• "For instance, Johansen et al. (2010) showed that optically activated lateral amygdala (LA) cells were sufficient to substitute as a US during tone (CS) presentations and, upon subsequent tone presentations , animals displayed fear behavior despite the CS and US having never been naturally, or exogenously, presented. Another study showed that an activated population of pyriform cortex neurons, when paired with rewards or shocks, could drive the associated appetitive or aversive behavioral output upon stimulation of the same neurons (Choi et al. 2011). Moreover, pairing footshocks with optogenetically reactivated secondary auditory cortex and medial geniculate nucleus (MGN) inputs to the LA was also sufficient to form an associative fear memory to the optically activated terminals (Kwon et al. 2014). "
    [Show abstract] [Hide abstract]
    ABSTRACT: How memories are formed and stored in the brain remains a fascinating question in neuroscience. Here we discuss the memory engram theory, our recent attempt to identify and manipulate memory engram cells in the brain with optogenetics, and how these methods are used to address questions such as how false memory is formed and how the valence of a memory can be changed in the brain. Copyright © 2014 Cold Spring Harbor Laboratory Press; all rights reserved.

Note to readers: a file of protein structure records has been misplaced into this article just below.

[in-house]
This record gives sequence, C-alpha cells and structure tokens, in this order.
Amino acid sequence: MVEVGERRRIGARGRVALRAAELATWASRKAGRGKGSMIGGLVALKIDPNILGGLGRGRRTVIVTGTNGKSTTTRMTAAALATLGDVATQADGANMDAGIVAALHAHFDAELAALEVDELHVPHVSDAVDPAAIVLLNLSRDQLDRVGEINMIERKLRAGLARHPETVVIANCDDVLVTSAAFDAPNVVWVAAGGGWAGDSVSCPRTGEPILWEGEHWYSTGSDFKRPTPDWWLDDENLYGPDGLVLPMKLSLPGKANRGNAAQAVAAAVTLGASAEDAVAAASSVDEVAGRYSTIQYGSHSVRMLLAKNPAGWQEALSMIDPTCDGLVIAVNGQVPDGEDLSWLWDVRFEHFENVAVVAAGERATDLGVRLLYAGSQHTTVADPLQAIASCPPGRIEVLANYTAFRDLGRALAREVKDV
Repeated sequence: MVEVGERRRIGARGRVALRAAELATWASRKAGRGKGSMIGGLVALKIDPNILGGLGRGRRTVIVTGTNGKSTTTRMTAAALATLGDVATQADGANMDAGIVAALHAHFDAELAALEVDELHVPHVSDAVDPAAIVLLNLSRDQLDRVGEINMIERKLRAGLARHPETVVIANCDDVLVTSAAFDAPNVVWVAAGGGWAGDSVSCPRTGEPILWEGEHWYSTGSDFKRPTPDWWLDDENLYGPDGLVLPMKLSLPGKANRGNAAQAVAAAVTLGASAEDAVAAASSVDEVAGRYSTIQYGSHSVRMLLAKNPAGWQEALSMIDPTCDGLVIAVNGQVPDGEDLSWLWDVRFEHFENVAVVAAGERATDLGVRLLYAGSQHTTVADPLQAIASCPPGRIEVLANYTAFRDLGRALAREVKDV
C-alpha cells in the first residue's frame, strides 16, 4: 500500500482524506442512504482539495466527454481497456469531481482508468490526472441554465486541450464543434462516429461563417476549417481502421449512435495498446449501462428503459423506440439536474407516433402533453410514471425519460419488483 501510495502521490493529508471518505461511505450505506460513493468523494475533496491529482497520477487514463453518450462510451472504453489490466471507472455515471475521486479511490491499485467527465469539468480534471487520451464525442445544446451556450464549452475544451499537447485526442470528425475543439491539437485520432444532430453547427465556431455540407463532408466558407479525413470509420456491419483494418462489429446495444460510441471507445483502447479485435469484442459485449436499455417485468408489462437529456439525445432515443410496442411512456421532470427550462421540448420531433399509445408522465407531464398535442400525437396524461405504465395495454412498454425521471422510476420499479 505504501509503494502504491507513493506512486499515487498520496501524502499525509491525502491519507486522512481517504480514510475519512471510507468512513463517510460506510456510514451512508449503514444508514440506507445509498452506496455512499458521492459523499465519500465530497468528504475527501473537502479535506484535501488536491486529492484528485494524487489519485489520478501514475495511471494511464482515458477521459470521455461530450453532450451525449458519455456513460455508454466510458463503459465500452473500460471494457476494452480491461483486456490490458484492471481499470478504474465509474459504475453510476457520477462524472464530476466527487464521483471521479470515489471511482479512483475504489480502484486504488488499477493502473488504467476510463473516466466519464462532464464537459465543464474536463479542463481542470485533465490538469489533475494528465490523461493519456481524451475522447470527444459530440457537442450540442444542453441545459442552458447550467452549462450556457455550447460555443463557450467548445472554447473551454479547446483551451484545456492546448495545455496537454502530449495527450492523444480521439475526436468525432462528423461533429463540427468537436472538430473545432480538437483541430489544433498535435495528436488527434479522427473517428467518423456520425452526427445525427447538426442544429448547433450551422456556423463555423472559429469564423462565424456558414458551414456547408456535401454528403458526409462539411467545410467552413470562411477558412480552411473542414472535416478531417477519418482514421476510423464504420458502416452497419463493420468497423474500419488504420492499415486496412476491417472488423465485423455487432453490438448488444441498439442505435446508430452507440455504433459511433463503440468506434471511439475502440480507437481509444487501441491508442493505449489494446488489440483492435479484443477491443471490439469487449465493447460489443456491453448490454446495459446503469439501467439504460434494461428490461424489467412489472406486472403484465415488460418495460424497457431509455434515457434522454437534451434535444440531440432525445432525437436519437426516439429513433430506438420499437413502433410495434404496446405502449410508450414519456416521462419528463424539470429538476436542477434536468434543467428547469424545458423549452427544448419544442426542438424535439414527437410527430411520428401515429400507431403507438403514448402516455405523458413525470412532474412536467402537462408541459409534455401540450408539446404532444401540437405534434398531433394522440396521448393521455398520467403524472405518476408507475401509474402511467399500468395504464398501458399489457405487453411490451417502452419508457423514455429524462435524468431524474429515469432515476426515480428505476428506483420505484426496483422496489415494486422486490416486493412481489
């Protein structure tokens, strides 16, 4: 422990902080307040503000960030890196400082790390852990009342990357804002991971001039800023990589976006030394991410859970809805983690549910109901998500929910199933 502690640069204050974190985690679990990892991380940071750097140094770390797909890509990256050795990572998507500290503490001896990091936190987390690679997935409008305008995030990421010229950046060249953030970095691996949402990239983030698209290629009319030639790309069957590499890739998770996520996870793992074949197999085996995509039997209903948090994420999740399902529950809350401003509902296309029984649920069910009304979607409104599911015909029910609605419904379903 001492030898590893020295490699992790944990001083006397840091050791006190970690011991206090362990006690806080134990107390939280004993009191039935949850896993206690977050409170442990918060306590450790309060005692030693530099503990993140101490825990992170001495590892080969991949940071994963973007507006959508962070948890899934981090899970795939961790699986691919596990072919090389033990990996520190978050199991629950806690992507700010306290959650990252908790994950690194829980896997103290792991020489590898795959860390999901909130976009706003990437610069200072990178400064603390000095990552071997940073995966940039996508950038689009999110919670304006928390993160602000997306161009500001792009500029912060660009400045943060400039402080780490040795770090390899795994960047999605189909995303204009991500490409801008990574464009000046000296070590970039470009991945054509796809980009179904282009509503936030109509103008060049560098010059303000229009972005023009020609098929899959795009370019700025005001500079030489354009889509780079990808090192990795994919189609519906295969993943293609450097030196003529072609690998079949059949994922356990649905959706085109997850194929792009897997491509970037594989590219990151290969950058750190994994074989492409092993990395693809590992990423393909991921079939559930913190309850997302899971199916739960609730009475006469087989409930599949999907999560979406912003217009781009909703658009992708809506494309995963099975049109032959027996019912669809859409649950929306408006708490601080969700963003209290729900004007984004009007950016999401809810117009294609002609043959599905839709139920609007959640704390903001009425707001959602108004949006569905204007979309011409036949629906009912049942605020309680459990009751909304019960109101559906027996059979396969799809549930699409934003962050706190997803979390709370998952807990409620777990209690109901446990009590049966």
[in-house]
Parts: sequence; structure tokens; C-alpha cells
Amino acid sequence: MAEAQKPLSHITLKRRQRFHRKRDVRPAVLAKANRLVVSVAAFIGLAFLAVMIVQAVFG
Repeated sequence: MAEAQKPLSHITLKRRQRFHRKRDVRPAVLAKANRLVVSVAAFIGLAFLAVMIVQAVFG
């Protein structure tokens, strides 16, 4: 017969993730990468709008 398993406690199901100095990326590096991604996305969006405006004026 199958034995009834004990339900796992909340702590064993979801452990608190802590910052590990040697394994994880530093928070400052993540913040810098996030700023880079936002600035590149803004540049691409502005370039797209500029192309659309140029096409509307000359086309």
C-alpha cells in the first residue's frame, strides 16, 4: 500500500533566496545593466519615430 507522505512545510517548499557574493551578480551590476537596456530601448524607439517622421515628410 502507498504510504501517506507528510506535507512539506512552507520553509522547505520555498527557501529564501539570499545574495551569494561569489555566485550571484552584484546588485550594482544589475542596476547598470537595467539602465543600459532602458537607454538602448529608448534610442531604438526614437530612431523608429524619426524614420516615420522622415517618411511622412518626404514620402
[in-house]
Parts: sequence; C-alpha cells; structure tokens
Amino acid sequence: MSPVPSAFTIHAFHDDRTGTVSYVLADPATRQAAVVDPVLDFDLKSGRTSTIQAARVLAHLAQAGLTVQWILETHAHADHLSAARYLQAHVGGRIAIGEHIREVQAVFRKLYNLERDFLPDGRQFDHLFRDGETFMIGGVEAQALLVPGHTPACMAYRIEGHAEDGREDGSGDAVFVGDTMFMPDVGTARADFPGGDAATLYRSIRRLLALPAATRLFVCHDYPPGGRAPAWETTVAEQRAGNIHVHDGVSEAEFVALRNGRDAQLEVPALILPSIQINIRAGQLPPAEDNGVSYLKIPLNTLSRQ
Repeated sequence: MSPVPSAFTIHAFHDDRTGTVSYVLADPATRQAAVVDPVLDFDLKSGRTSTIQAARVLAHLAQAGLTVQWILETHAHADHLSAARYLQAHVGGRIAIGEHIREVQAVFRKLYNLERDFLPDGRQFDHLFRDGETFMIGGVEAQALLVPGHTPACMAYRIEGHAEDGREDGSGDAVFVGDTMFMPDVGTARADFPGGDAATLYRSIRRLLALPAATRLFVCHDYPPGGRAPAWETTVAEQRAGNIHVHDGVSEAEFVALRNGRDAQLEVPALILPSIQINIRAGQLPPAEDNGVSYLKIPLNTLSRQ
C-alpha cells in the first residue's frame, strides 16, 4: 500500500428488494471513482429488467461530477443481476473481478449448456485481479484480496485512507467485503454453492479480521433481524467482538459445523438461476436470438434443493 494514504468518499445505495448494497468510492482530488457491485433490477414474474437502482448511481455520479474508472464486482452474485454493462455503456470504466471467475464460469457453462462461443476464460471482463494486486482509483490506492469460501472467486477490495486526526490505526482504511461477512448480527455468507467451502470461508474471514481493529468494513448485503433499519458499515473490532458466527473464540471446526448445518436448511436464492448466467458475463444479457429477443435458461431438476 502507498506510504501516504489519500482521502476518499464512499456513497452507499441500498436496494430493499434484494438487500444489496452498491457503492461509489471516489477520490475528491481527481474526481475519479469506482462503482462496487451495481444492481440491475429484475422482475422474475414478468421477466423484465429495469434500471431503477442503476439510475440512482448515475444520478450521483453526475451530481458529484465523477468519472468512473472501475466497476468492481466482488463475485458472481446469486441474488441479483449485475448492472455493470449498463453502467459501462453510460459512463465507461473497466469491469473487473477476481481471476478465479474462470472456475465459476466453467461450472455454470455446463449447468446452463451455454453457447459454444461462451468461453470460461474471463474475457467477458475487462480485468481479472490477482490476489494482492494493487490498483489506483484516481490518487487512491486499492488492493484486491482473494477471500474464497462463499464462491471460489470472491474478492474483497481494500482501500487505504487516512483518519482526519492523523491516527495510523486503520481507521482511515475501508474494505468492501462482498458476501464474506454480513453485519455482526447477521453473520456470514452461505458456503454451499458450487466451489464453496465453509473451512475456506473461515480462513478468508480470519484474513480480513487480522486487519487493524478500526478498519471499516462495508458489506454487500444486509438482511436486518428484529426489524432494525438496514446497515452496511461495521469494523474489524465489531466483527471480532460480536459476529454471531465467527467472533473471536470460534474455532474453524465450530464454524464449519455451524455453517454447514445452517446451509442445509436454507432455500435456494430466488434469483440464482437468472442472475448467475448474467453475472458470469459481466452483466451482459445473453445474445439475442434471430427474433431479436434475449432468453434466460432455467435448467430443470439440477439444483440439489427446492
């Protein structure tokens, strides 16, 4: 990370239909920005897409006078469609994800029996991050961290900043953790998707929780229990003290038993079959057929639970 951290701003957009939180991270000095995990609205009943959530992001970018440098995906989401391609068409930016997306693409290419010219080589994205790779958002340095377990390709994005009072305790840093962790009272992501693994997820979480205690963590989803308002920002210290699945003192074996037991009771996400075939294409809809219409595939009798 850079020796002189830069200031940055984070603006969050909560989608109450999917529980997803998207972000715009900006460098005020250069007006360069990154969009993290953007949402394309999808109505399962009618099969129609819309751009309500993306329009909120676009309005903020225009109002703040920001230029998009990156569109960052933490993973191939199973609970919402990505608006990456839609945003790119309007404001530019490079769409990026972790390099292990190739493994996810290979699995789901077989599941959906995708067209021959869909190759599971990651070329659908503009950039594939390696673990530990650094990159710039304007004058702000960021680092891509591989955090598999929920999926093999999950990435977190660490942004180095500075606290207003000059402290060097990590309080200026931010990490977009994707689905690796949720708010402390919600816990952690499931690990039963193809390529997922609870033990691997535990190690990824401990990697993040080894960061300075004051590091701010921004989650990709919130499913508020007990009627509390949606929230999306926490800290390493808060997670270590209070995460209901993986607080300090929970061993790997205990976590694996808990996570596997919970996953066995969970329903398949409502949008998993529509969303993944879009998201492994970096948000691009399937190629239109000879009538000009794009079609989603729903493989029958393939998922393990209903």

Cold Spring Harbor Symposia on Quantitative Biology 01/2015; 79. DOI:10.1101/sqb.2014.79.024901
  • Source
    • "Figure 3 shows habituation data from 12 MO Tg2576 and WT mice (n = 12 each). In rodents, short-term odor habituation is a behavioral read-out of piriform cortical function [39], [40], as is, in part, behavioral odor discrimination [29], [31], [41]. The single-unit sensory physiology results described above suggest that there may be intact odor discrimination in Tg2576 mice compared to WT. "
    [Show abstract] [Hide abstract]
    ABSTRACT: Alzheimer's disease is a neurodegenerative disorder that is the most common cause of dementia in the elderly today. One of the earliest reported signs of Alzheimer's disease is olfactory dysfunction, which may manifest in a variety of ways. The present study sought to address this issue by investigating odor coding in the anterior piriform cortex, the primary cortical region involved in higher order olfactory function, and how it relates to performance on olfactory behavioral tasks. An olfactory habituation task was performed on cohorts of transgenic and age-matched wild-type mice at 3, 6 and 12 months of age. These animals were then anesthetized and acute, single-unit electrophysiology was performed in the anterior piriform cortex. In addition, in a separate group of animals, a longitudinal odor discrimination task was conducted from 3-12 months of age. Results showed that while odor habituation was impaired at all ages, Tg2576 performed comparably to age-matched wild-type mice on the olfactory discrimination task. The behavioral data mirrored intact anterior piriform cortex single-unit odor responses and receptive fields in Tg2576, which were comparable to wild-type at all age groups. The present results suggest that odor processing in the olfactory cortex and basic odor discrimination is especially robust in the face of amyloid β precursor protein (AβPP) over-expression and advancing amyloid β (Aβ) pathology. Odor identification deficits known to emerge early in Alzheimer's disease progression, therefore, may reflect impairments in linking the odor percept to associated labels in cortical regions upstream of the primary olfactory pathway, rather than in the basic odor processing itself.
    PLoS ONE 09/2014; 9(9):e106431. DOI:10.1371/journal.pone.0106431 · 3.23 Impact Factor
Show more